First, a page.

The North East football season ended in the brilliant Wembley sunshine with a Geordie playmaker etching his name in history through a sumptuous free-kick that would have graced any game on this wonderful stage.
The heartbreak for Gateshead is that Ryan Donaldson’s graduation to the Football League comes with Cambridge rather than the team that he played 39 times for over the last couple of years. And after the way Gary Mills and his men waged war against the odds this season, for one of their own to plunge the dagger in felt like a particularly traumatic way for Tyneside dreams of a return to the Football League to evaporate.
They were gracious in defeat and concluded the campaign with the kind words of their opponents and the applause of their 7,000-strong band of followers ringing in their ears. But judging by the heartbroken response of Gateshead’s players – who sat, to a man, crumpled on the sun-kissed Wembley pitch as Cambridge skipped up the Wembley steps to lift the play-off trophy – it was an unsatisfactory consolation prize.
Mills’ men will go again next season and should feel no disgrace at going out on their sword. They have done more than anyone would have expected when Mills was handed the job with the brief to avoid the struggle that last season became. They have made friends and progress during this brilliant run, but the manager is a winner, and this will hurt during the close season.
They went out on their shield, but to be put to the sword by someone with such a strong Gateshead connection will probably have made it worse. Cambridge’s number seven – clearly too good for this level – was the clear vote for man of the match and a player who will look at home in League Two.
Donaldson’s background makes him the unfortunate story of an era-defining day for Gateshead. His father Ian played for the club, and his brief spell at Gateshead helped them to remain in a division that they have taken by storm since Mills came in. But he came back to haunt them yesterday.
Newcastle born and raised, Donaldson’s apprenticeship at Benton in the colours of Newcastle was successful enough for him to be considered a certainty for a long career in the Football League by the Academy staff who cut him loose at the age of 21.
That was not to be, but as Gateshead themselves discovered last season, he retains the brush of pedigree that once saw him tipped for great things in black and white. His wonderful, curling free-kick was exactly the sort of flash of attacking inspiration that Mills’ men needed when they enjoyed long spells of possession either side of the half-time interval.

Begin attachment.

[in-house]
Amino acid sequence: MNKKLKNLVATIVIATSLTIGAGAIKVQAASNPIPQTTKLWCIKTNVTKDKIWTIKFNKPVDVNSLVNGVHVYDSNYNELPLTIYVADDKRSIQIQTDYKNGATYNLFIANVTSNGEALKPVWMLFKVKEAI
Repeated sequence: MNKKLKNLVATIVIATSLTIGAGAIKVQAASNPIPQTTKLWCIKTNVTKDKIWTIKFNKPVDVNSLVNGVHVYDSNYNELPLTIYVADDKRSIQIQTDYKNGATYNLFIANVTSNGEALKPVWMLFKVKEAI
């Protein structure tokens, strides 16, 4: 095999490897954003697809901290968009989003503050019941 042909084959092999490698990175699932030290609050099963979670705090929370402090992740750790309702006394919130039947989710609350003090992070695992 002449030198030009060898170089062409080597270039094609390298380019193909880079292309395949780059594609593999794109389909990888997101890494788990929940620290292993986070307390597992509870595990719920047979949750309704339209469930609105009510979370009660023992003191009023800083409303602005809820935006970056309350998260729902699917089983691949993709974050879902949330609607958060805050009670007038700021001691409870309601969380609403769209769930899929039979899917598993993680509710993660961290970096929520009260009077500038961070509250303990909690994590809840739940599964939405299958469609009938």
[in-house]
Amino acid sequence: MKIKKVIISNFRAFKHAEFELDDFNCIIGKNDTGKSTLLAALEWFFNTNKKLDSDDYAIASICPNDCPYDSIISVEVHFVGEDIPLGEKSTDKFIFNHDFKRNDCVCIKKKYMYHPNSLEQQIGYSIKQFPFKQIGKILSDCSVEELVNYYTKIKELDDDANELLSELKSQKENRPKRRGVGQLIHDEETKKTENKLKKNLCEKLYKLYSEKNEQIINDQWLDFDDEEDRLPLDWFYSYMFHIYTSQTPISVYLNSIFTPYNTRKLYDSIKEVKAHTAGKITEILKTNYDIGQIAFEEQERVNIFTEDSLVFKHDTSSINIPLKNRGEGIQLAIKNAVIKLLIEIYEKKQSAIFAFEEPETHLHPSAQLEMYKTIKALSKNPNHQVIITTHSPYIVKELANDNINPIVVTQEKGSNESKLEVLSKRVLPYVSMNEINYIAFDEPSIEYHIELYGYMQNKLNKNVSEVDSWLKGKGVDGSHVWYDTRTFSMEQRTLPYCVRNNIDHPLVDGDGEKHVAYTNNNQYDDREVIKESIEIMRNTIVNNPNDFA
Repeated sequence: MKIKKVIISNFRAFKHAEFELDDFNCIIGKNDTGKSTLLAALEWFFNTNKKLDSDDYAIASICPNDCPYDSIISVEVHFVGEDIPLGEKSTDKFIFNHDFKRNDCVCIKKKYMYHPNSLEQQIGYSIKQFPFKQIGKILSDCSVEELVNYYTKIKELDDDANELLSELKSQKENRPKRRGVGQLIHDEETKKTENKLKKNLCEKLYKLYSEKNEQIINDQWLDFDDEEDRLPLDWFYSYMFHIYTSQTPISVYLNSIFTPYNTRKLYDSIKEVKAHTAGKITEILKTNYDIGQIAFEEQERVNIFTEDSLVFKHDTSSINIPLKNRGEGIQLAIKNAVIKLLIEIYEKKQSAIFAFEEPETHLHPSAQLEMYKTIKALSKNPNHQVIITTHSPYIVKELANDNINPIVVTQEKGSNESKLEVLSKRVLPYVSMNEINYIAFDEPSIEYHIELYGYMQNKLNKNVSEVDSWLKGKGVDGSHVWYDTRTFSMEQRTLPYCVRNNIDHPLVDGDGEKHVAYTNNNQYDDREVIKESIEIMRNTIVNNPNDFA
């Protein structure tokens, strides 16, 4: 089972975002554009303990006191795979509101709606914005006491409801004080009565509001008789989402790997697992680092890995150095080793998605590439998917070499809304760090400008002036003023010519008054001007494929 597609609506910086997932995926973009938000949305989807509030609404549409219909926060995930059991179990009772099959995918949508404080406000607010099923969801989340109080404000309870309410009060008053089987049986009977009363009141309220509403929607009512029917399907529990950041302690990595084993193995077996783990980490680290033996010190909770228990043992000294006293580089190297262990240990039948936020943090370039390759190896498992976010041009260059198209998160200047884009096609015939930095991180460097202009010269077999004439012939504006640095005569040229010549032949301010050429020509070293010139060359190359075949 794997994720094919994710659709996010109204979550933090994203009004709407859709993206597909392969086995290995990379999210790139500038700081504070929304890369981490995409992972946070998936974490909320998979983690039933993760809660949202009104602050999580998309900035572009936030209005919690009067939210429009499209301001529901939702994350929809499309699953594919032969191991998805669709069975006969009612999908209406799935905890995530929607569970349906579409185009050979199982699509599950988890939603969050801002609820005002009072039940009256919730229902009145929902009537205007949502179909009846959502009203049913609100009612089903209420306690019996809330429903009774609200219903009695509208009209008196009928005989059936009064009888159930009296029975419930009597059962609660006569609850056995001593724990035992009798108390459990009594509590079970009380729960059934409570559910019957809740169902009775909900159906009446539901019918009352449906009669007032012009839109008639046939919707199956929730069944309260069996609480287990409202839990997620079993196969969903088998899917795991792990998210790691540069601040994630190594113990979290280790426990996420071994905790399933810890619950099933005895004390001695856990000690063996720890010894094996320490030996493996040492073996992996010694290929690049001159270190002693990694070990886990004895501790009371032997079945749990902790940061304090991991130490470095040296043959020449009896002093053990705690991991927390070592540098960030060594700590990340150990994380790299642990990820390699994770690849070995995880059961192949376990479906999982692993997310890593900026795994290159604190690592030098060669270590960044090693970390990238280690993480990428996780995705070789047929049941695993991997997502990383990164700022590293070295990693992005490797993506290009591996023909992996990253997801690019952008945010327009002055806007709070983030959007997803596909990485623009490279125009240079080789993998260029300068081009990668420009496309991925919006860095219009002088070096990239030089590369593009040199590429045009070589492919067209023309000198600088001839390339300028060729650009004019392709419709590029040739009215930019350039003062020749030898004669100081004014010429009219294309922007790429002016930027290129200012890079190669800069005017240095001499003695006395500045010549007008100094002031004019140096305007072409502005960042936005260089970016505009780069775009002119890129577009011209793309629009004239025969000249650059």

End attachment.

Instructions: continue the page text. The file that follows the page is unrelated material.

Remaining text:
How different it might have been if Mills had been the manager when Donaldson took the decision to relocate to the east and accept Richard Money’s invitation to try to return Cambridge to the big time. He has transformed Gateshead from a team struggling to prosper among the fallen Football League clubs into genuine contenders, and they will start next season in better shape because of it.
But their name will be absent from the League Two fixture list, and that means that the more than half a century wait to clamber out of non-league football goes on. And Arsene Wenger and his Gunners thought they had it bad with nine barren years.
The irony was that Gateshead’s downfall was crafted when they actually started playing the sort of football that Mills has encouraged them to this term. They had escaped unscathed in the early moments of the game when their sluggishness was a cause for major concern for travelling supporters who have come to refer to themselves as ‘the Heed Army’.
Money’s Cambridge started with the look of a team who were uncowed by their surroundings. They have recent league pedigree and have played in this fixture before, and it was clearly less of an ‘occasion’ for the team clad in yellow and black.
An early sign of Donaldson’s intentions came on just two minutes when the forward sent a low drive fizzing towards Adam Bartlett. The Gateshead goalkeeper was fortunate that it was at the right height for him, because there was enough venom to beat most stoppers from that distance.
It should have been advantage to Cambridge before 10 minutes when Josh Berry drifted, unmarked, into the box to connect with Donaldson’s cross. Somehow he managed to divert it wide from close range and Mills’ men needed a prod to wake up.
They began to settle soon after and moved the ball around with greater conviction. James Marwood angled a drive wide and Gateshead started to enjoy better possession than opponents who had spent most of the season above them.
Still there were concerns. Marcus Maddison had picked up a soft booking early in the game for diving and might have seen red when he clattered in carelessly as Cambridge pushed on. It seemed as if Gateshead were starting to gain a foothold, but the reprieve was only temporary.
Cambridge started the second half better and this time, they capitalised. Again, Donaldson was at the heart of it as he lofted a cross into the path of Liam Hughes, who had the simplest of jobs to nod past Bartlett.
Donaldson’s free-kick appeared to have ended the game as a contest, but Gateshead recovered brilliantly. Substitutes JJ O’Donnell, Jack Lester and Liam Hatch made a difference and it was Lester who handed Gateshead a lifeline.
They looked almost certain to go on from there, but a nasty injury to Cambridge’s Ian Miller took the wind out of their sails.
It seemed like a particularly cruel way to end one of the most memorable campaigns in the club’s long history.